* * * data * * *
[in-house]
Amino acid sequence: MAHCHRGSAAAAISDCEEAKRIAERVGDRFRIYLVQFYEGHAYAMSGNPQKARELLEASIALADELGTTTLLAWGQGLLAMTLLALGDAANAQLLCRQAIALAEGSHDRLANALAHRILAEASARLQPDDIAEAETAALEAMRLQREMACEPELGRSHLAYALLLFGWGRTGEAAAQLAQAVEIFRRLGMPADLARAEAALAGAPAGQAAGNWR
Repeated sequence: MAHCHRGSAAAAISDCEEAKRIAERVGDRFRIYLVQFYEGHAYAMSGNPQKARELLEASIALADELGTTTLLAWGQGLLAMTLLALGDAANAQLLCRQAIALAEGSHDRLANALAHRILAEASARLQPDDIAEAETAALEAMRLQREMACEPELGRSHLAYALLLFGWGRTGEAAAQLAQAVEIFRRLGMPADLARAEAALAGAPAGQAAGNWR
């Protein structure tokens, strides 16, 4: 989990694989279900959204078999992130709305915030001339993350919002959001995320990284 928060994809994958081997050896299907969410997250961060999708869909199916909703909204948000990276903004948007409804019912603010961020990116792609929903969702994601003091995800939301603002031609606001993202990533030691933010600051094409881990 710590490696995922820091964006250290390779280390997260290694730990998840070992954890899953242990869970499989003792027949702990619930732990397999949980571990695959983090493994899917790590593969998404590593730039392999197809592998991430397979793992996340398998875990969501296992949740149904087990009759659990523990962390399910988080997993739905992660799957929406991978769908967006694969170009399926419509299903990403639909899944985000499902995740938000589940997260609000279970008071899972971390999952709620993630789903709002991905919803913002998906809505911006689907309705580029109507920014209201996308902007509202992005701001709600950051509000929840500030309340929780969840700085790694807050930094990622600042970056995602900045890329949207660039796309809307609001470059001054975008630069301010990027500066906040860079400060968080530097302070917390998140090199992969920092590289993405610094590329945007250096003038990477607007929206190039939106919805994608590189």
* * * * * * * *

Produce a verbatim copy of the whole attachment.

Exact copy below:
[in-house]
Amino acid sequence: MAHCHRGSAAAAISDCEEAKRIAERVGDRFRIYLVQFYEGHAYAMSGNPQKARELLEASIALADELGTTTLLAWGQGLLAMTLLALGDAANAQLLCRQAIALAEGSHDRLANALAHRILAEASARLQPDDIAEAETAALEAMRLQREMACEPELGRSHLAYALLLFGWGRTGEAAAQLAQAVEIFRRLGMPADLARAEAALAGAPAGQAAGNWR
Repeated sequence: MAHCHRGSAAAAISDCEEAKRIAERVGDRFRIYLVQFYEGHAYAMSGNPQKARELLEASIALADELGTTTLLAWGQGLLAMTLLALGDAANAQLLCRQAIALAEGSHDRLANALAHRILAEASARLQPDDIAEAETAALEAMRLQREMACEPELGRSHLAYALLLFGWGRTGEAAAQLAQAVEIFRRLGMPADLARAEAALAGAPAGQAAGNWR
């Protein structure tokens, strides 16, 4: 989990694989279900959204078999992130709305915030001339993350919002959001995320990284 928060994809994958081997050896299907969410997250961060999708869909199916909703909204948000990276903004948007409804019912603010961020990116792609929903969702994601003091995800939301603002031609606001993202990533030691933010600051094409881990 710590490696995922820091964006250290390779280390997260290694730990998840070992954890899953242990869970499989003792027949702990619930732990397999949980571990695959983090493994899917790590593969998404590593730039392999197809592998991430397979793992996340398998875990969501296992949740149904087990009759659990523990962390399910988080997993739905992660799957929406991978769908967006694969170009399926419509299903990403639909899944985000499902995740938000589940997260609000279970008071899972971390999952709620993630789903709002991905919803913002998906809505911006689907309705580029109507920014209201996308902007509202992005701001709600950051509000929840500030309340929780969840700085790694807050930094990622600042970056995602900045890329949207660039796309809307609001470059001054975008630069301010990027500066906040860079400060968080530097302070917390998140090199992969920092590289993405610094590329945007250096003038990477607007929206190039939106919805994608590189």